While slightly pretentious, this essay was a fascinating dissection, from the man himself, of Poe's methods and thoughts used in creating "The Raven". Very insightful, a must-read for anyone who is under the impression that even the best writers just vomit up masterpieces without first making many plans and many mistakes.
May 09, 2020 rated it it was amazing
"The fact is that originality (unless in minds of very unusual force) is by no means a matter, as some suppose, of impulse or intuition. In general, to be found, it must be elaborately sought, and although a positive merit of the highest class, demands in its attainment less of invention than negation."
Apr 26, 2017 rated it it was amazing
Perfect for Poe fans who seek to write stories of the macabre, complete with a small essay by Baudelaire, what's to complain about?
Jan 18, 2018 rated it it was amazing
Poe was a genius, indeed.
Apr 07, 2018 rated it it was amazing
Cassidy Tilden
Nov 24, 2018 rated it it was amazing
Incredibly hilarious.
Oct 31, 2019 rated it it was ok  ·  review of another edition
I hate the way it is structured but yeah like it does have good writing tips
Anna abookobsessed
Nov 09, 2019 rated it really liked it
Read this for my American Short Fiction class
Tiffany Peña
Feb 28, 2018 rated it liked it  ·  review of another edition
Shelves: ibooks
Pretty well-written. If you're interested in Poe and his creative process, this should be a great read. He explains his step by step process of writing The Raven. ...more
Scott Cox
Jan 17, 2016 rated it it was amazing
“Nothing is more clear than that every plot, worth the name, must be elaborated to its denouement before anything be attempted with the pen.” In the first essay, Edgar Allan Poe delineates the processes by which he crafted tales such as “The Raven.” The author was desirous of creating his desired effect by means of four considerations. First, extent or length, “If any literary work is too long to be read at one sitting, we must be content to dispense with the immensely important effect derivable ...more
Sep 07, 2016 rated it it was ok  ·  review of another edition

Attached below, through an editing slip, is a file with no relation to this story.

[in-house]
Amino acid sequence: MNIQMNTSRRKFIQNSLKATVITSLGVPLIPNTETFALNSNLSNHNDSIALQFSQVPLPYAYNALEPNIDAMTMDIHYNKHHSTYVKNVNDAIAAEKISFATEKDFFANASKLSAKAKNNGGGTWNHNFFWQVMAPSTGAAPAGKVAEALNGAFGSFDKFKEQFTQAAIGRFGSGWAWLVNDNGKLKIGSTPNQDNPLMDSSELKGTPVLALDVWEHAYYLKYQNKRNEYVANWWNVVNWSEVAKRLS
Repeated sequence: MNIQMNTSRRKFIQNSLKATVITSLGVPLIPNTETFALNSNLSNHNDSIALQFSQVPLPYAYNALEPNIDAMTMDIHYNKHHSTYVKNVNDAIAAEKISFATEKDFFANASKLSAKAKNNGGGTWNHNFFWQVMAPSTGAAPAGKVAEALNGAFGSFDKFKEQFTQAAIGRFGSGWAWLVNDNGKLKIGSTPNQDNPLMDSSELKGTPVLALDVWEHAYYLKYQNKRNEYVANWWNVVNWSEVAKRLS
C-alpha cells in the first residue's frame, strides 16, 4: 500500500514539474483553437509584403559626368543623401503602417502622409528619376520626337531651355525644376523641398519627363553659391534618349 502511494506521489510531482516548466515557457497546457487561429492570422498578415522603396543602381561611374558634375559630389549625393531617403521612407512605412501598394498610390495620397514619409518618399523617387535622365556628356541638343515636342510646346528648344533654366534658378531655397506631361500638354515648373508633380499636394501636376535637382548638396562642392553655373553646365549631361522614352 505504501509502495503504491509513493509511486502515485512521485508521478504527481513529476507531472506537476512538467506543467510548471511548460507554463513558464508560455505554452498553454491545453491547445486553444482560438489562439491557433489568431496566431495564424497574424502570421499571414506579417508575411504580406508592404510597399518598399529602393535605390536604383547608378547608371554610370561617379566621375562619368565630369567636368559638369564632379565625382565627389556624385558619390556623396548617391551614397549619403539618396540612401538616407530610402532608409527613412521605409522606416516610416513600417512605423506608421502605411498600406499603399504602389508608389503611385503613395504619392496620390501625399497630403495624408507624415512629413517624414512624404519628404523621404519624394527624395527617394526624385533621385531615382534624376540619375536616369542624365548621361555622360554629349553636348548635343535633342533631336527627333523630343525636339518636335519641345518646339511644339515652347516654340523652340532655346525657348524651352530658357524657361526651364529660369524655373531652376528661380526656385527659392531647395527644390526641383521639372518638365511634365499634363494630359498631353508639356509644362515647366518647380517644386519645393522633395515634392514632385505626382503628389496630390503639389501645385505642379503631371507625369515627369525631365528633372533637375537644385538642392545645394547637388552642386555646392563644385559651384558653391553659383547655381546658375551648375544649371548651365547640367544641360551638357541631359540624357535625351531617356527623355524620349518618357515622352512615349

Good poetry is defined by a skillful and inspirationless:
- Use of repetitions
- Occurrance of a given refrain again and again
- Choosing universal themes, discarding any originality
- Occurrance of many contrasts
- Originality in the choice of metre and verse, praising musicality over all.

So, commercial pop music is good poetry.
Lady Gaga is the great poet of our time.

(Jokes apart, maybe it was the fact that he said that Milton is not a poet, orthat I don't like self celebrations in any kind of wr
Jun 03, 2016 rated it liked it
Shelves: read-for-school
We can sum it up very easily: his theory of how good writers write well is based on three essential things: length, effect and method.

1) Length: All literary works should be a single sitting and short.
2) Effect: Unity of effect must be determined by the writer for emotional response of readers and the construction of that effect's elements are tone, theme, setting, characters, conflict, and plot.
3)Method: Writing is a work which you proceed like a mathematical problem, step by step, there is n
Antonio Kowatsch
Jun 28, 2016 rated it really liked it
The book has a slightly pretentious subtext but on the other hand it's highly insightful (so I guess it doesn't really matter). Poe literally dissects his masterpiece "The Raven" and explains in quite some detail his modus operandi. Thus giving us a rare glimpse into his mind.
I really liked it.
Jan 23, 2017 rated it it was ok
although it is quite interesting to see how Poe dissects his work (especially here The Raven) and to read about how he came to create one of his masterpieces, this just felt really pretentious and i don't personally agree with what he thinks makes a good poem/poet (that's just my opinion though)
Oct 24, 2015 rated it liked it
Shelves: non-fiction
A bit on the pretentious side but still very interesting
Jan 05, 2017 rated it liked it
Risible rigidity of precepts that cannot be taken seriously when applied to the short story but very well crafted
Sep 14, 2017 rated it really liked it  ·  review of another edition
Despite not agreeing with all his points, this is an intriguing essay on poetry and writing which opens the door to further discussions on the nature of those subjects.
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The name Poe brings to mind images of murderers and madmen, premature burials, and mysterious women who return from the dead. His works have been in print since 1827 and include such literary classics as The Tell-Tale Heart, The Raven, and The Fall of the House of Usher. This versatile writer’s oeuvre includes short stories, poetry, a novel, a textbook, a book of scientific theory, and hundreds of ...more